Climate change is biggest threat to security, Attenborough tells UN
British prime minister Boris Johnson watching a video address by Sir David Attenborough: “If we don’t act now, when will we act?” Photograph: Stefan Rousseau
Climate change is “the biggest threat to security that modern humans have ever faced”, celebrated naturalist David Attenborough warned on Tuesday, as he urged the United Nations Security Council to respond to the climate crisis.
Addressing a virtual high-level summit on climate and security at the security council in New York, the 94-year-old broadcaster told the 15-member body: “I don’t envy you the responsibility that this places on all of you.”
“If we continue on our current path, we will face the collapse of everything that gives us our security: food production, access to fresh water, habitable ambient temperature and ocean food chains.”
Britain, which holds the rotating presidency of the 15-member body this month, chaired the climate and security meeting, with prime minister Boris Johnson noting that climate change “is a geopolitical issue every bit as much as it is an environmental one. If we don’t act now, when will we act? That’s my question.”
Britain is hosting November’s COP26 climate summit in Glasgow, where global leaders are hoping to make progress on the targets set out in the Paris climate accords in 2015.
John Kerry, the US special presidential envoy on climate, said that climate change was “exactly the kind of challenge the United Nations was created to address”.
He said that America was committed to reducing its own emissions, pointing to President Joe Biden’s decision to rejoin the Paris climate agreement on the first day of his presidency. America is on “an irreversible path to achieve net zero emissions by 2050 or even earlier”, he said, in a way that would not allow these measures to be reversed “by any demagogue in the future”.
He also sounded a note of optimism, stating that “it is still possible to stave off the very worst impact of the crisis”, though he said the world’s largest emitters – including the US – “bear a responsibility to the others”.
Mr Kerry also specifically congratulated Ireland on its appointment as co-chair, along with Niger, of the Informal Expert Group on Climate and Security at the security council.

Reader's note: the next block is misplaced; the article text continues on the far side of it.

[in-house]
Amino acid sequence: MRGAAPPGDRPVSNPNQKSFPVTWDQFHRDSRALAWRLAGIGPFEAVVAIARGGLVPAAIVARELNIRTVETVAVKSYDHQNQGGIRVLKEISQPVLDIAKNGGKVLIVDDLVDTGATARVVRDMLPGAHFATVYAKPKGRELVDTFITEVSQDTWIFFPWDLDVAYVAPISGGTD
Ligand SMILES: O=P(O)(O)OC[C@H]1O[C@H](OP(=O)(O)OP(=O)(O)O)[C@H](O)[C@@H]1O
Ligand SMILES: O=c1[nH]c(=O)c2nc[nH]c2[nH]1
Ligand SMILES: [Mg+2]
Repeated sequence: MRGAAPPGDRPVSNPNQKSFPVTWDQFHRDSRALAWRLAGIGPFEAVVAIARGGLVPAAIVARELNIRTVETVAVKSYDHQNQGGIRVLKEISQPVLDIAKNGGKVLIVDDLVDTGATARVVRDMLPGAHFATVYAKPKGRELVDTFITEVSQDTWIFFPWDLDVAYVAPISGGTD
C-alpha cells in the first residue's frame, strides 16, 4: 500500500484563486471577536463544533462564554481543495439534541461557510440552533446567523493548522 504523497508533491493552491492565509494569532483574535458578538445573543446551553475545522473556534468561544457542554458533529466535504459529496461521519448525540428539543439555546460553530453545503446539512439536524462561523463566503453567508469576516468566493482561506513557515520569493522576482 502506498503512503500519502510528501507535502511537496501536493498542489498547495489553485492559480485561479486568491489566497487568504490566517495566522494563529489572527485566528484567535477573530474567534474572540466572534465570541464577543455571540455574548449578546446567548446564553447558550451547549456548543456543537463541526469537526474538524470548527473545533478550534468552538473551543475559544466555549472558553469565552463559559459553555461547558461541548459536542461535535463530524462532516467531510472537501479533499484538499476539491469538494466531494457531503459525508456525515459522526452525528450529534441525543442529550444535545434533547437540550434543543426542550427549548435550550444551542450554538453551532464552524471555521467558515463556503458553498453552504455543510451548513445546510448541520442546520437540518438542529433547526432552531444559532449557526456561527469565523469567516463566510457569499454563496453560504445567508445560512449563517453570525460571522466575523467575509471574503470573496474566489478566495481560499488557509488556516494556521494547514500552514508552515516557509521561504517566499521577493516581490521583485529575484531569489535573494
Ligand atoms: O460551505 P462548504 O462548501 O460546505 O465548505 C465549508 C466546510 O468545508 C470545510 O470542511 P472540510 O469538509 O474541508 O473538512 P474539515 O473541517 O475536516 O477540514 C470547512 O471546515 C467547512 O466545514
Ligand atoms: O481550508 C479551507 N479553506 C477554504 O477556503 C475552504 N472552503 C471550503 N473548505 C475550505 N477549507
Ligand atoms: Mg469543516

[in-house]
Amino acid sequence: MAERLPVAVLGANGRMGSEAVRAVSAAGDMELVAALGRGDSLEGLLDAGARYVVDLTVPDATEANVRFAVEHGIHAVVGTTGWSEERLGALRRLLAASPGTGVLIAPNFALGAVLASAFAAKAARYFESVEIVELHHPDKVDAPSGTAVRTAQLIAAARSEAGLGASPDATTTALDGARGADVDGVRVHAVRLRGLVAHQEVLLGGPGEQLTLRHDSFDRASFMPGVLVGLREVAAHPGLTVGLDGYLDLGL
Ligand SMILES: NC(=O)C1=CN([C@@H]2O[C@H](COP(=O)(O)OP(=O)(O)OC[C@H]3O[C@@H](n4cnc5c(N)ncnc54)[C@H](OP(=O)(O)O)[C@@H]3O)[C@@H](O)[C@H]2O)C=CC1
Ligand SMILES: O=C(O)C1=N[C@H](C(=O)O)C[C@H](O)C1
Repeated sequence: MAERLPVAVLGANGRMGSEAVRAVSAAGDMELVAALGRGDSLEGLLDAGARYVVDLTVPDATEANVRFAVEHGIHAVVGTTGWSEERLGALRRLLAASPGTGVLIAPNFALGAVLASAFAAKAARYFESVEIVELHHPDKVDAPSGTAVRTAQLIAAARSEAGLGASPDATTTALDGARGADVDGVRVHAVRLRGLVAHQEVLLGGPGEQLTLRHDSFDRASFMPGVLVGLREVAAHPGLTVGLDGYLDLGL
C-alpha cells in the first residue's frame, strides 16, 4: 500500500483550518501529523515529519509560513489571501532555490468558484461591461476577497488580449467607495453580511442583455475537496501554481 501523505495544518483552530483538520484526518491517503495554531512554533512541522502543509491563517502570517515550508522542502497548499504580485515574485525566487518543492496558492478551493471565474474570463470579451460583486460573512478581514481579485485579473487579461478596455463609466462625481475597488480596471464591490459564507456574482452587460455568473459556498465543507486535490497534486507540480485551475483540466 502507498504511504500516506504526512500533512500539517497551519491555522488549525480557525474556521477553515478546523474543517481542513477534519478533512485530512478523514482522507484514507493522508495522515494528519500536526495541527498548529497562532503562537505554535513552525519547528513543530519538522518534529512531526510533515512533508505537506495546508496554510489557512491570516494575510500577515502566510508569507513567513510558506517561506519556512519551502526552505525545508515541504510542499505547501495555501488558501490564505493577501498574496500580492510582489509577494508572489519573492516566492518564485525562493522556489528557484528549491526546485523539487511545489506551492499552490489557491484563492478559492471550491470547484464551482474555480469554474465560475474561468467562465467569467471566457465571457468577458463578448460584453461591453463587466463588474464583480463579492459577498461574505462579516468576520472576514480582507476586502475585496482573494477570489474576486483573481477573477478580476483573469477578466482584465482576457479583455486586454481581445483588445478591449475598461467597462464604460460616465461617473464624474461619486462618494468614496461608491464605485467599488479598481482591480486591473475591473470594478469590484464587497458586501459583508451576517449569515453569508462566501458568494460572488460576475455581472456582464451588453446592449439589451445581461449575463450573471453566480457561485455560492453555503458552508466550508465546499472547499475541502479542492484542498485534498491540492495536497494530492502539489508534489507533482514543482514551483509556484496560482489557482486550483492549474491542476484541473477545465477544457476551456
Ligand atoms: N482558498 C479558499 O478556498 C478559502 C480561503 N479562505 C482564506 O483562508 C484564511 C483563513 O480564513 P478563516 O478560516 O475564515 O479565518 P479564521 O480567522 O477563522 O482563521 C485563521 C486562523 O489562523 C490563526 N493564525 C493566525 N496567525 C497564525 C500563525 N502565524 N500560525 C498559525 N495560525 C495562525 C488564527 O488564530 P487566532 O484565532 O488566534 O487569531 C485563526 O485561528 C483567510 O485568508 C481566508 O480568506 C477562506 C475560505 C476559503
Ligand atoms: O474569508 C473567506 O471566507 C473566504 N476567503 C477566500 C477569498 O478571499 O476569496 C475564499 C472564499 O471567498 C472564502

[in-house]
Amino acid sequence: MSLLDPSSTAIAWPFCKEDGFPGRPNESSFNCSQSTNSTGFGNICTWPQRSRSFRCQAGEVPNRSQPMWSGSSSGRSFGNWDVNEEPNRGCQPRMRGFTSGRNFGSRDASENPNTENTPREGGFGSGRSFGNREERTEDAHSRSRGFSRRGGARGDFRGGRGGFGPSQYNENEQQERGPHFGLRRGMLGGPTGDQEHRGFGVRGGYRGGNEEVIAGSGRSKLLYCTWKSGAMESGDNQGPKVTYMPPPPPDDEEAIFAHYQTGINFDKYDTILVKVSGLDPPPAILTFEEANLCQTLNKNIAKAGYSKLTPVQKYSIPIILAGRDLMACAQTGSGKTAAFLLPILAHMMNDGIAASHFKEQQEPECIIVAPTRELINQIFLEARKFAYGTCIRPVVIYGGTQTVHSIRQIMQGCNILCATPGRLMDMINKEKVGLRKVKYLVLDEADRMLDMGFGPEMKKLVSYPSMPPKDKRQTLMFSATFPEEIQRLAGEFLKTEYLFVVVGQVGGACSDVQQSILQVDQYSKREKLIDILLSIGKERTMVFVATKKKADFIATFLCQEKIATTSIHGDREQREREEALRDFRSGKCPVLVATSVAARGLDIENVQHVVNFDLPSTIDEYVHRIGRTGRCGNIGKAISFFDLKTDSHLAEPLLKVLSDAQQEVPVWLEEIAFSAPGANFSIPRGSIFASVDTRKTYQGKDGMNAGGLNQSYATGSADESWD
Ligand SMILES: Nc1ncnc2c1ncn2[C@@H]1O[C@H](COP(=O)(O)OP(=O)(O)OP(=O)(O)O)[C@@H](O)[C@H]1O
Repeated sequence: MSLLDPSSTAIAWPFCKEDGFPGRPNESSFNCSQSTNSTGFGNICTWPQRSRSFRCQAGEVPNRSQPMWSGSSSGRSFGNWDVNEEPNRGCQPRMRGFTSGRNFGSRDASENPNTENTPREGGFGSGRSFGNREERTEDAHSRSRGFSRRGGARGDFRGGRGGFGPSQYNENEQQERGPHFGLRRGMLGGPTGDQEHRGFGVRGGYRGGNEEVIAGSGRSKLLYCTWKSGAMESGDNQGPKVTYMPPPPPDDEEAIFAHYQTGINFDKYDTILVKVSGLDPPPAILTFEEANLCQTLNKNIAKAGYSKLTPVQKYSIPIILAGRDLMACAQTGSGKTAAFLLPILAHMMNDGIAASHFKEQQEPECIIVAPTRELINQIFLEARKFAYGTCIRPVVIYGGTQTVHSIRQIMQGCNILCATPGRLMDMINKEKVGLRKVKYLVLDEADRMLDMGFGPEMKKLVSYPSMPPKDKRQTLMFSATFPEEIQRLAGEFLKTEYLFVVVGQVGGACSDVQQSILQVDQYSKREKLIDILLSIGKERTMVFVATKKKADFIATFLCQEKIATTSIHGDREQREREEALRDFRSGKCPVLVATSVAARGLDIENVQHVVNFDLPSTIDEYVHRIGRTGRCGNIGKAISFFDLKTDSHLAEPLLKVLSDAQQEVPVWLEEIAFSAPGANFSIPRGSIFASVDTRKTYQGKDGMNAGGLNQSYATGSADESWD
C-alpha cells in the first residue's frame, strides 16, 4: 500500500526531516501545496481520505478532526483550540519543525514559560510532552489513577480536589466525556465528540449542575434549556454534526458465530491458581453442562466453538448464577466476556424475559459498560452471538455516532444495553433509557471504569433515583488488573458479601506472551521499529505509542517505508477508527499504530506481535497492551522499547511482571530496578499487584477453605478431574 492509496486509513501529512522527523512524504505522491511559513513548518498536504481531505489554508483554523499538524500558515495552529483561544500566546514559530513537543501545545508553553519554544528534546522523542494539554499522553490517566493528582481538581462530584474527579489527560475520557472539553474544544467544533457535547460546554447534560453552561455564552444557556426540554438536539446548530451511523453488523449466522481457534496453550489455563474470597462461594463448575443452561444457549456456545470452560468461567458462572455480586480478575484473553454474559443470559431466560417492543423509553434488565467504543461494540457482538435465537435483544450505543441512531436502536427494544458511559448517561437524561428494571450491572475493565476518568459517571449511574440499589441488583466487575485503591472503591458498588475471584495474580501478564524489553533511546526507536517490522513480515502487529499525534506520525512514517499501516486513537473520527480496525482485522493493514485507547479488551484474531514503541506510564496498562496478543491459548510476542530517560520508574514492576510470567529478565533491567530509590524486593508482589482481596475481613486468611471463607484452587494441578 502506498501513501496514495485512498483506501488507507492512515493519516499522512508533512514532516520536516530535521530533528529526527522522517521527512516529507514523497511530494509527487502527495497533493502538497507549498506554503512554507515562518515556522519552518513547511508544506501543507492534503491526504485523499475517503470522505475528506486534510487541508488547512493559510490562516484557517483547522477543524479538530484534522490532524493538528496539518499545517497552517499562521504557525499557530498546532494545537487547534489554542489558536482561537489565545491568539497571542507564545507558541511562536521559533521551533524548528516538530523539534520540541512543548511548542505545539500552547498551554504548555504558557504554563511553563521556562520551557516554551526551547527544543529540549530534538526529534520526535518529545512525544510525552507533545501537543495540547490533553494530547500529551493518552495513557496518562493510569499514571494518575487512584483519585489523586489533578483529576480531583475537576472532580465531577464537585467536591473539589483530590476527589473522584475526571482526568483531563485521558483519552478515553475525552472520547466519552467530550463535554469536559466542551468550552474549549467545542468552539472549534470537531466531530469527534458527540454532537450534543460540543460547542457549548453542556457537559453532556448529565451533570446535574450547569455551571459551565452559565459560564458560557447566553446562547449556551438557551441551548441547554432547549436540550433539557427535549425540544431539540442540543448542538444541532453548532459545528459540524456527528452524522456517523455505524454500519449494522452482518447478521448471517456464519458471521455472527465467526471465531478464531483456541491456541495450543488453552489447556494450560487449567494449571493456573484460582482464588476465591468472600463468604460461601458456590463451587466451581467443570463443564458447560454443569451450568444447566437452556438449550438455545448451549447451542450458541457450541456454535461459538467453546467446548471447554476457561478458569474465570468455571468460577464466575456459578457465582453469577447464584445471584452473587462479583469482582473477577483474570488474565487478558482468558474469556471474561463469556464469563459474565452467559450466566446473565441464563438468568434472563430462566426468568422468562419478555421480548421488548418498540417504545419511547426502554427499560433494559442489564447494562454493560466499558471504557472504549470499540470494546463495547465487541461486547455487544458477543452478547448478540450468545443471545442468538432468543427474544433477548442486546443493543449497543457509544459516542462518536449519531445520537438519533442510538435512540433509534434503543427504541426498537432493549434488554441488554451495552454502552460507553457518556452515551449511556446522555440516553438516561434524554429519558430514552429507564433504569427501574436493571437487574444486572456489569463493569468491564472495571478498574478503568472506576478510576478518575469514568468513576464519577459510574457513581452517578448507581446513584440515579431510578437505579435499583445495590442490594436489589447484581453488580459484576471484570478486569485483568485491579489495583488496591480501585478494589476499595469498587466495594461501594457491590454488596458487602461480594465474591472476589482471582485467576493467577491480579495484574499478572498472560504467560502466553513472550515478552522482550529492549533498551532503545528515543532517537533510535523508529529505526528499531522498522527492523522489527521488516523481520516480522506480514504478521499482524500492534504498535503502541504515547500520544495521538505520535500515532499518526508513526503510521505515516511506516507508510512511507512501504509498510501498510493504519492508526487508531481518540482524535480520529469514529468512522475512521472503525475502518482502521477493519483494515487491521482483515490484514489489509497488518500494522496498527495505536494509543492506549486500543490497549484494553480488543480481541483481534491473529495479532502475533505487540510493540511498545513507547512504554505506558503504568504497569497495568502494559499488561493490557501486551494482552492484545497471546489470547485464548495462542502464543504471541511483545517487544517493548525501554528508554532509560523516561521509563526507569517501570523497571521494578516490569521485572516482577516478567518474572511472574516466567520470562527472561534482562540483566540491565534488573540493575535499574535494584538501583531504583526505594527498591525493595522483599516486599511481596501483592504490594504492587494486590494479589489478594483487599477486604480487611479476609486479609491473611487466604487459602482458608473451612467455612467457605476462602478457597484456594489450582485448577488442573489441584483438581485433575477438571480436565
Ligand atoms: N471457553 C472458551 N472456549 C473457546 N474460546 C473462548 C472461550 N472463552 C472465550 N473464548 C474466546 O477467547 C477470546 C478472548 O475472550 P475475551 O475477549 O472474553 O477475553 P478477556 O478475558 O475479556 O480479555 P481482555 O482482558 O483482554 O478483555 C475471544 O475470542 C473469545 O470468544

But there was dissent from some members, with Russia’s ambassador questioning if climate change was “the root cause” of global conflicts. “There are serious doubts about this,” Vassily Nebenzi said.
Among the leaders of the 15 members of the security council who spoke at the event were French president Emmanuel Macron, Norway’s prime minister Erna Solberg and Estonian prime minister Kaja Kallas.
Ireland, which holds one of the 10 rotating seats on the council for the 2021-2022 session, was represented by Minister for Foreign Affairs Simon Coveney, who highlighted the challenge posed by climate change to security issues – a key focus of the event.
“Climate change is the defining challenge of our generation,” he said. “Unaddressed, it will impact every part of our planet. No aspect of our societies will be untouched. We need urgent and collective action by all pillars of the multilateral system, including this council, if we are to meet this challenge.” He noted that Ireland would transition to a net zero emissions economy by 2050.
Meanwhile, the White House announced that Mr Biden and first lady Jill Biden will visit Houston, Texas, on Friday, in the wake of severe storms that left millions without electricity and water. The near-collapse of the state’s energy grid in the face of the severe weather event has shone a light on the energy policy of America’s most energy-independent state.
Mr Biden has vowed to put climate change at the heart of his presidency. The United States is hosting a climate summit on April 22nd, to mark Earth Day – the first major climate-focused event of the Biden administration.